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Carlin 01-02-2022 11:14 AM

[QUOTE=Carlin;184786]"Most of the so-called Greeks of that region ([I]Thrace[/I]) was in fact Gagauz."[/QUOTE]

More on the indigenous population of Thrace.

1) Battle of Lebounion, April 29, 1091 - Emperor Alexios I Comnenos ordered his general Nikephoros Melissenos to recruit Vlachs for the imperial troops. Melissenos went to Ainos (Enez, at the mouth of Maritsa river), which suggests that the native Vlachs in question lived in southern Thrace.

2) June 5, 1205 - Letter written by the Latin emperor of Constantinople Henry I of Hainaut addressed to Pope Innocent III. In that letter, Adrianople is described as surrounded by mountains inhabited by [I]Blachi[/I]: [I]civitas est Grecie munitissima, et montibus tantum interpositis Blachorum affinis populis[/I].

3) According to Basil II's chrysobull for the archbishopric of Ohrid (1019), in the early 11th century the Vlachs lived across the entirety of Samuel's former empire.

Carlin 01-02-2022 12:26 PM

Introduction, page XVII: Presence of a Gagauz population in Evros province in and around the city of Alexandroupolis and in the region of Thourion, and in Rodope province in the villages of Kallithea and Thrilorion.

-- Names, Religious Denominations and Ethnicity of Settlements in Western Thrace, A Supplement to "Ortsnamenkonkordanz Der Balkanhalbinsel", By F. de Jong - 1980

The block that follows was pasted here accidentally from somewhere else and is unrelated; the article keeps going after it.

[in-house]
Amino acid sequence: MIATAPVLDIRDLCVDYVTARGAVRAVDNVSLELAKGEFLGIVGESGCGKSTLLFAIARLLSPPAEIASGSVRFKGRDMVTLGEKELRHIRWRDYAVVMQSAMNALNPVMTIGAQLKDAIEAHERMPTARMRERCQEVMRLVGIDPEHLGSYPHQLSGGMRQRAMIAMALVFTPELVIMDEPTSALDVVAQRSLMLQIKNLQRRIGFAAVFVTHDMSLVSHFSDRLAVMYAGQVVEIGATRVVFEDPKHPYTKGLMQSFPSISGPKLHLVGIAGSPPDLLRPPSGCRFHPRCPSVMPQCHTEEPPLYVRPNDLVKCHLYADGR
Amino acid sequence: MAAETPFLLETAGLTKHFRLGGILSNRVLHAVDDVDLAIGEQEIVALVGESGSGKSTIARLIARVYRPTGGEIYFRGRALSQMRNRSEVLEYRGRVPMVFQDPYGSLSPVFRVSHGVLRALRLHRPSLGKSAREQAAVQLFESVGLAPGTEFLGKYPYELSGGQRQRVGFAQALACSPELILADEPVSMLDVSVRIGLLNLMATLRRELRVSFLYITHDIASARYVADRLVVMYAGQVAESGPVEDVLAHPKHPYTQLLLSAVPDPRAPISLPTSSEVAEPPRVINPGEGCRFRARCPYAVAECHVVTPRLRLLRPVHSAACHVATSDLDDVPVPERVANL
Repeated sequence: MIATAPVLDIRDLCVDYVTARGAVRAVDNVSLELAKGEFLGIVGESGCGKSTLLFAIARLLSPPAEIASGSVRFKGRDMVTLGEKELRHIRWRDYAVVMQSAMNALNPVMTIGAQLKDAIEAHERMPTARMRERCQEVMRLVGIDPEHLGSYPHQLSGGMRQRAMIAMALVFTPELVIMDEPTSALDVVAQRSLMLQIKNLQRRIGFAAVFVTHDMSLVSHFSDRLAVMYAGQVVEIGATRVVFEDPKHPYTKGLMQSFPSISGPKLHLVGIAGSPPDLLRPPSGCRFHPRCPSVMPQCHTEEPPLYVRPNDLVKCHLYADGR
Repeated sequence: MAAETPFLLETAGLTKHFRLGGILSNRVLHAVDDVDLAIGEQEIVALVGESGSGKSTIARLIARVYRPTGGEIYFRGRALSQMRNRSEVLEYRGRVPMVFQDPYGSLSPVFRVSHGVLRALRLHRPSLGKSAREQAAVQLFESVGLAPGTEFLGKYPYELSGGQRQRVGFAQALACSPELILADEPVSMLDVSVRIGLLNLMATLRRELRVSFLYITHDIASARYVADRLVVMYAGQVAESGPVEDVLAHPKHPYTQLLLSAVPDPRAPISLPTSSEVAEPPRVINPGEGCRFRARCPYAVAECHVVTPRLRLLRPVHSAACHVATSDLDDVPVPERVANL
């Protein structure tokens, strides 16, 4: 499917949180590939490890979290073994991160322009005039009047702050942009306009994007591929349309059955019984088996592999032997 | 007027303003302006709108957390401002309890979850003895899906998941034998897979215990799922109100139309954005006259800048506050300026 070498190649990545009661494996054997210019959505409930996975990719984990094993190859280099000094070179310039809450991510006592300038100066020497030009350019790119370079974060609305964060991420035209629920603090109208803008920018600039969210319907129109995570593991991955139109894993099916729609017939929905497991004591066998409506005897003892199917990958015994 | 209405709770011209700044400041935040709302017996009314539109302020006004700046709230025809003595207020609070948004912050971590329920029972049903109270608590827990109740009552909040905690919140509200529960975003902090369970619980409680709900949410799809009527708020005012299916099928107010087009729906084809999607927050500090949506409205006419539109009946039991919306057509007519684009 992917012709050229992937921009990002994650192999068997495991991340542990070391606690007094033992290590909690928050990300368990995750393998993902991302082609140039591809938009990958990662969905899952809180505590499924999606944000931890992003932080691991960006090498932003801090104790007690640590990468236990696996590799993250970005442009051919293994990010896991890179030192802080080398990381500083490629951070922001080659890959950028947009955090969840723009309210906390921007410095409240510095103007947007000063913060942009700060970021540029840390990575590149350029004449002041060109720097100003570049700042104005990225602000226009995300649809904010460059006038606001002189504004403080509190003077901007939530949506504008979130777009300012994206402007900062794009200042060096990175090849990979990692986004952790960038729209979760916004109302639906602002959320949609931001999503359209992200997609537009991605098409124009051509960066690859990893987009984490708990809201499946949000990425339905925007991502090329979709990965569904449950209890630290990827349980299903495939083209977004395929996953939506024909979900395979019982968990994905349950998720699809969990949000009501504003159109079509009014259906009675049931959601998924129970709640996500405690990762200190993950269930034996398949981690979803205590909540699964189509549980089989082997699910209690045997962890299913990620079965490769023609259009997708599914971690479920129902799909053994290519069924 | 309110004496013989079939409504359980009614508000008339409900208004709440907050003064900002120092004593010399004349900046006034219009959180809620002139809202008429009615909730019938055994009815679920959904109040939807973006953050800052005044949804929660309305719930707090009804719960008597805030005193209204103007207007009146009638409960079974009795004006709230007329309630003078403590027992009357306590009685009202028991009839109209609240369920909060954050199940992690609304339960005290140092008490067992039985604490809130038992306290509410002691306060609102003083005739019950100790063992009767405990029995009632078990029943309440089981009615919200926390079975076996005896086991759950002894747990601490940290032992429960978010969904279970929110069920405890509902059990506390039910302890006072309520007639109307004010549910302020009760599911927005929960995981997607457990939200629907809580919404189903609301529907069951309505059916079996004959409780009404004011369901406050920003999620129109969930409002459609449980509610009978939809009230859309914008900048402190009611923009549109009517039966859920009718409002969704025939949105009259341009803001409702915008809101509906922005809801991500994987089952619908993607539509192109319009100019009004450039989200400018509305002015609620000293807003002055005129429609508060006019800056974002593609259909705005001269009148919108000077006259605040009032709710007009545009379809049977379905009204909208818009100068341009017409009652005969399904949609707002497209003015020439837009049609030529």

[url]https://twitter.com/alexsakalis/status/1117462392013840384[/url]

Soldier of Macedon 01-03-2022 11:26 AM

[QUOTE=Carlin;185724]According to Basil II's chrysobull for the archbishopric of Ohrid (1019), in the early 11th century the Vlachs lived across the entirety of Samuel's former empire.[/QUOTE]
I assume you got this from Madgearu's The Asanids (p. 58). Here is the actual text he is referring to (which he doesn't cite in his book), it is from the second of three charters (sigillia) that were supposedly issued by Basil II.
[QUOTE]Whatever other towns were omitted in the charters of our Majesty, these shall be possessed by the same Archbishop and he shall collect fees from them all as well as from the Vlachs throughout Bulgaria and from the Turks around the Vardar.....[/QUOTE]
In relation to the above, read this excerpt and footnote from Stephenson's The Legend of Basil the Bulgar-Slayer (p. 46).
[QUOTE]Thus, Basil famously issued a series of three [I]sigillia[/I] after c. 1020, which outlined how the ecclesiastical structure of the province was to be reorganized, based on the archbishopric at Ohrid.